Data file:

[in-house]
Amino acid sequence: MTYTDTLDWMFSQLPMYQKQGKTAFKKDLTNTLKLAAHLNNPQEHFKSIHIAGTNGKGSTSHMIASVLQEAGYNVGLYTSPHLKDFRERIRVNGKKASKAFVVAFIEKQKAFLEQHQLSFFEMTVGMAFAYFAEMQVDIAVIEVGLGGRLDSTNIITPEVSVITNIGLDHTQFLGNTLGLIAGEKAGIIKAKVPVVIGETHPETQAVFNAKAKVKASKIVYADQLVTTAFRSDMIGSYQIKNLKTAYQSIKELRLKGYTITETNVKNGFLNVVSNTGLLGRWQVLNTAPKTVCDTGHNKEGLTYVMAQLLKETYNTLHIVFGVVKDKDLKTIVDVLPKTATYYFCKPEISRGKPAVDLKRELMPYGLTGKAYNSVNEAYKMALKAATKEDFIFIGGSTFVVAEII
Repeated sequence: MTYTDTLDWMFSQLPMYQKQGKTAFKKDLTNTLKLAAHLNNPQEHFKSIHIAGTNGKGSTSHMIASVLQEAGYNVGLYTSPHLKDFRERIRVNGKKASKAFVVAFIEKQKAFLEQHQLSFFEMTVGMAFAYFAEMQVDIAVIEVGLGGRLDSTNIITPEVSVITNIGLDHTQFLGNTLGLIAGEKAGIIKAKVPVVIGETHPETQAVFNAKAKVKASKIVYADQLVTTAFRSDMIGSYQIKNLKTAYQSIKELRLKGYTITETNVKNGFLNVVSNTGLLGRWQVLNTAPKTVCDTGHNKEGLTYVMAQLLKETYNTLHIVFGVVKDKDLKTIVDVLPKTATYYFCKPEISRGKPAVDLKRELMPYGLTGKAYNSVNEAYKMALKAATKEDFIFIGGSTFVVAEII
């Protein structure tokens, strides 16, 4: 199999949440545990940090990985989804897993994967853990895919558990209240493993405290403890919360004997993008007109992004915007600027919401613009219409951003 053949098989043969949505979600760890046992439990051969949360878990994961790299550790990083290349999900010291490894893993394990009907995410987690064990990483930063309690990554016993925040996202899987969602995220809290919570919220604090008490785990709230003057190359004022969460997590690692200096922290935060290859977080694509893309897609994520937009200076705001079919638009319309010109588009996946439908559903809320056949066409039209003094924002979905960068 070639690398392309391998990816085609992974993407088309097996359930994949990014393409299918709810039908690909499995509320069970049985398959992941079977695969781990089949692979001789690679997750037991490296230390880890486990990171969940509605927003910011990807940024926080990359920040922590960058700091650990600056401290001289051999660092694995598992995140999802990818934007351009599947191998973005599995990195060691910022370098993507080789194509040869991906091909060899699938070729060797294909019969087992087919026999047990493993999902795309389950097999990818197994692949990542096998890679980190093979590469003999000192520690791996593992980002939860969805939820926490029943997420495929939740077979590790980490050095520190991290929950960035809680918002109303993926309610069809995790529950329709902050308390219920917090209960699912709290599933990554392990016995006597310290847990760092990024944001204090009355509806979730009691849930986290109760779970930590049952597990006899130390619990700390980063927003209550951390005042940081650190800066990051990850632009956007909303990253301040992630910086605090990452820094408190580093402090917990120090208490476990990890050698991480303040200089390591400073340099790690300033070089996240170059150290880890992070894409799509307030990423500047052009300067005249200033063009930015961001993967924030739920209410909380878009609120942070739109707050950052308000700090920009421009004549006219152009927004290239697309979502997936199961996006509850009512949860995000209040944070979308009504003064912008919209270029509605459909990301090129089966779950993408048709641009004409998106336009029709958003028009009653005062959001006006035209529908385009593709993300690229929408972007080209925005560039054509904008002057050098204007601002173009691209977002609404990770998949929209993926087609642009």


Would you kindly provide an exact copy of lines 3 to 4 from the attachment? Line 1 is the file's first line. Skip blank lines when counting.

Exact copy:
Repeated sequence: MTYTDTLDWMFSQLPMYQKQGKTAFKKDLTNTLKLAAHLNNPQEHFKSIHIAGTNGKGSTSHMIASVLQEAGYNVGLYTSPHLKDFRERIRVNGKKASKAFVVAFIEKQKAFLEQHQLSFFEMTVGMAFAYFAEMQVDIAVIEVGLGGRLDSTNIITPEVSVITNIGLDHTQFLGNTLGLIAGEKAGIIKAKVPVVIGETHPETQAVFNAKAKVKASKIVYADQLVTTAFRSDMIGSYQIKNLKTAYQSIKELRLKGYTITETNVKNGFLNVVSNTGLLGRWQVLNTAPKTVCDTGHNKEGLTYVMAQLLKETYNTLHIVFGVVKDKDLKTIVDVLPKTATYYFCKPEISRGKPAVDLKRELMPYGLTGKAYNSVNEAYKMALKAATKEDFIFIGGSTFVVAEII
């Protein structure tokens, strides 16, 4: 199999949440545990940090990985989804897993994967853990895919558990209240493993405290403890919360004997993008007109992004915007600027919401613009219409951003 053949098989043969949505979600760890046992439990051969949360878990994961790299550790990083290349999900010291490894893993394990009907995410987690064990990483930063309690990554016993925040996202899987969602995220809290919570919220604090008490785990709230003057190359004022969460997590690692200096922290935060290859977080694509893309897609994520937009200076705001079919638009319309010109588009996946439908559903809320056949066409039209003094924002979905960068 070639690398392309391998990816085609992974993407088309097996359930994949990014393409299918709810039908690909499995509320069970049985398959992941079977695969781990089949692979001789690679997750037991490296230390880890486990990171969940509605927003910011990807940024926080990359920040922590960058700091650990600056401290001289051999660092694995598992995140999802990818934007351009599947191998973005599995990195060691910022370098993507080789194509040869991906091909060899699938070729060797294909019969087992087919026999047990493993999902795309389950097999990818197994692949990542096998890679980190093979590469003999000192520690791996593992980002939860969805939820926490029943997420495929939740077979590790980490050095520190991290929950960035809680918002109303993926309610069809995790529950329709902050308390219920917090209960699912709290599933990554392990016995006597310290847990760092990024944001204090009355509806979730009691849930986290109760779970930590049952597990006899130390619990700390980063927003209550951390005042940081650190800066990051990850632009956007909303990253301040992630910086605090990452820094408190580093402090917990120090208490476990990890050698991480303040200089390591400073340099790690300033070089996240170059150290880890992070894409799509307030990423500047052009300067005249200033063009930015961001993967924030739920209410909380878009609120942070739109707050950052308000700090920009421009004549006219152009927004290239697309979502997936199961996006509850009512949860995000209040944070979308009504003064912008919209270029509605459909990301090129089966779950993408048709641009004409998106336009029709958003028009009653005062959001006006035209529908385009593709993300690229929408972007080209925005560039054509904008002057050098204007601002173009691209977002609404990770998949929209993926087609642009």